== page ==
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Friday, October 06, 2006

Microsoft Holders Need to Read This has an article this morning and the implications are interesting. It questions whether or not the Microsoft (MSFT) release date for Windows Vista will really be launched on time.

It noted that Rick Sherlund of Goldman Sachs sent a note to clients Wednesday saying that its Vista launch date was on time. Here is what we noted about Rick Sherlund's comments on September 15 where he moved his Windows Vista launch date up to Late January to Early February.

But this article on CNET is saying that analysts at Gartner believe that Microsoft could benefit by delaying Vista until Easter. Gartner is not an investment bank, they are technology analysts and a technology research and consulting firm. So they aren't embedded with an inherent conflict of interest compared to any of us in the markets because they aren't trying to generate commissions and they aren't vying for investment banking fees. Back in September Gartner had said that a number of factors make it more likely Microsoft may delay the launch of Vista until at least May next year.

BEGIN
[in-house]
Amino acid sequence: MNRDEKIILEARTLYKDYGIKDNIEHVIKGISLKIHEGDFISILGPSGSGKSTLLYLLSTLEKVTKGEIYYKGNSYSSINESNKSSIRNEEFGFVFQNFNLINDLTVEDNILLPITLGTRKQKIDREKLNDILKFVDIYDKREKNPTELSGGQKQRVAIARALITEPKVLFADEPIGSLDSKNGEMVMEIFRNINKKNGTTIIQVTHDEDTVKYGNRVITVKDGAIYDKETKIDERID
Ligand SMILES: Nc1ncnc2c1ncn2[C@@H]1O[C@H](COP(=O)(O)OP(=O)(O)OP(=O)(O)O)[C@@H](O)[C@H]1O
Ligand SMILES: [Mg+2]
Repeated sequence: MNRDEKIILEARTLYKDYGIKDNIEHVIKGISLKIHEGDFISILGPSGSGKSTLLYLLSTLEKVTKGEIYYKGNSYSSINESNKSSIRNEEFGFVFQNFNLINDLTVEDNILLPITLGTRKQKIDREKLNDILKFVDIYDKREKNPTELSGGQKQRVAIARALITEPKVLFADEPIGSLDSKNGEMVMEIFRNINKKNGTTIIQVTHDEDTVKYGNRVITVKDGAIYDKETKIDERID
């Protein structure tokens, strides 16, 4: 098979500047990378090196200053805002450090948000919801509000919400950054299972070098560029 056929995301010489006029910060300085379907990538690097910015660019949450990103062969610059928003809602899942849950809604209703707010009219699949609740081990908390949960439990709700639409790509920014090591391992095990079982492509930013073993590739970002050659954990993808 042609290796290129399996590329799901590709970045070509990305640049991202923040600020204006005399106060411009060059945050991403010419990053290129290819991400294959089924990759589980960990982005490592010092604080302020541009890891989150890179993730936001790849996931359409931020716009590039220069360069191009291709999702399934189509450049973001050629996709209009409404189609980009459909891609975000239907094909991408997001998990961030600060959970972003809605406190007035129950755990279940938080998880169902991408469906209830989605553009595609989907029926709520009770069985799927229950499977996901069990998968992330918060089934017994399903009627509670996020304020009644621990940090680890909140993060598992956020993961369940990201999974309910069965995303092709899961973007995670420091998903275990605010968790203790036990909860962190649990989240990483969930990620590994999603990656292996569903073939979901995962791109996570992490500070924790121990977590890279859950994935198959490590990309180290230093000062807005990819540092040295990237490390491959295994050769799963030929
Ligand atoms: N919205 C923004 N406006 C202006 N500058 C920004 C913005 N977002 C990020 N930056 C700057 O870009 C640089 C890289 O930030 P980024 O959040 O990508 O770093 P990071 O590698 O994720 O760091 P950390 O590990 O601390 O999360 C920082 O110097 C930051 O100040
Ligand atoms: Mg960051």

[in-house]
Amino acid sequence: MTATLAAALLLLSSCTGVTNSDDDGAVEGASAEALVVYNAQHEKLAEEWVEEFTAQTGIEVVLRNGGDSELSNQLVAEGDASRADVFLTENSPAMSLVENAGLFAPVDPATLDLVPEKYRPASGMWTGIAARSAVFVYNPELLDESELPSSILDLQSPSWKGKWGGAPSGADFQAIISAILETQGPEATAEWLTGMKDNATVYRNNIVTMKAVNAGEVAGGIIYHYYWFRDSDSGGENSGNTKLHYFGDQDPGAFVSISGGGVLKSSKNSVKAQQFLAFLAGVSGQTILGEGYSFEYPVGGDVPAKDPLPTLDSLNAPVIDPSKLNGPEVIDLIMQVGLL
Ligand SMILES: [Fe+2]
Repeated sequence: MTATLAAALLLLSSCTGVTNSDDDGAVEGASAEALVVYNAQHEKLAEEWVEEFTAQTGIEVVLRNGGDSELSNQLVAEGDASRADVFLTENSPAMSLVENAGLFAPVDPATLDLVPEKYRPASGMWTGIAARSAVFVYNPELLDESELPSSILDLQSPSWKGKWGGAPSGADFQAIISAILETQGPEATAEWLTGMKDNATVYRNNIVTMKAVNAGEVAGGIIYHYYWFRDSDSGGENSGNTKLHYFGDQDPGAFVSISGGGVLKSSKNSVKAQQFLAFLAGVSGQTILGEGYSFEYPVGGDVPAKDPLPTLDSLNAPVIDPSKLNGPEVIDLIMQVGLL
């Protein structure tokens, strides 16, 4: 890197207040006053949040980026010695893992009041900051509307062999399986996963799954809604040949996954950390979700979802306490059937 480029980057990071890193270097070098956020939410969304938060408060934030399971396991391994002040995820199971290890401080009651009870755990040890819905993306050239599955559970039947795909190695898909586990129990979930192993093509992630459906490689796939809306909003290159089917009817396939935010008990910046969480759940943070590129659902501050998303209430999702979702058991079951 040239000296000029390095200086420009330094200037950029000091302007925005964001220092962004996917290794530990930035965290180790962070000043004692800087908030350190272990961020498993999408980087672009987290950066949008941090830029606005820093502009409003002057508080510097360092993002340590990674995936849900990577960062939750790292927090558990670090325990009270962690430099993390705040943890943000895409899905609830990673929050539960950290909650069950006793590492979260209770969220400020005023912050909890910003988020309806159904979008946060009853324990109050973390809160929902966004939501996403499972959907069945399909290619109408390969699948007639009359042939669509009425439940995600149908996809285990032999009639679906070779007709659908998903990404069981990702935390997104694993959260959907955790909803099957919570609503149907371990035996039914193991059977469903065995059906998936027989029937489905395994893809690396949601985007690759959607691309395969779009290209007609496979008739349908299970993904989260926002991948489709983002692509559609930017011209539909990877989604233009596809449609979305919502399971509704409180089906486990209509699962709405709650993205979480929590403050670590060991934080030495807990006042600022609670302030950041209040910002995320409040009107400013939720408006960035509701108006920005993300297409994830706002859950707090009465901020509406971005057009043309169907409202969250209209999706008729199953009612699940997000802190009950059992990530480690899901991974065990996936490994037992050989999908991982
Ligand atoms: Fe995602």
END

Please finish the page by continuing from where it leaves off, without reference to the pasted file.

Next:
This has bad implications for Microsoft (MSFT) stock IF it is true, and would have even worse implications for the PC makers and everyone down the supply chain for the PC makers.

If Vista is delayed again and this close to the hoped for launch dates, it will not be good for MSFT at all. That would put all the revenues off yet another quarter and would agitate a software consumer even further. Maybe Gartner thinks the consumer will just deal with it with no issues, but the investment community would not give the company a pass. If you are a shareholder in Microsoft (MSFT) or in any of the big PC makers, it goes without saying that you want Rick Sherlund to be right and you want Gartner to be wrong.

Both Gartner and Goldman Sachs agree that there is no technical reason why Vista should be delayed. The difference of opinion between the analysts focuses on issues like the role of the European Commission. If this is just over the European Commission then this is the tail wagging the dog. The EC has been on Microsoft harder than the US ever was, and whatever Microsoft does down the road that situation is one that will probably continue for the next decade. The EC and Microsoft battle seems more personal and retro to me as an outsider looking at global issues and trends, and they should not risk a delay just to placate European regulators.

The article points to Microsoft's appeal of a $350+ million equivalent fine, and that it would make a delay convenient. Lets double, triple, or quadruple that fine on a theoretical basis. What the company would lose in market capitalization alone would dwarf that fine many times over.

Jon C. Ogg
October 6, 2006

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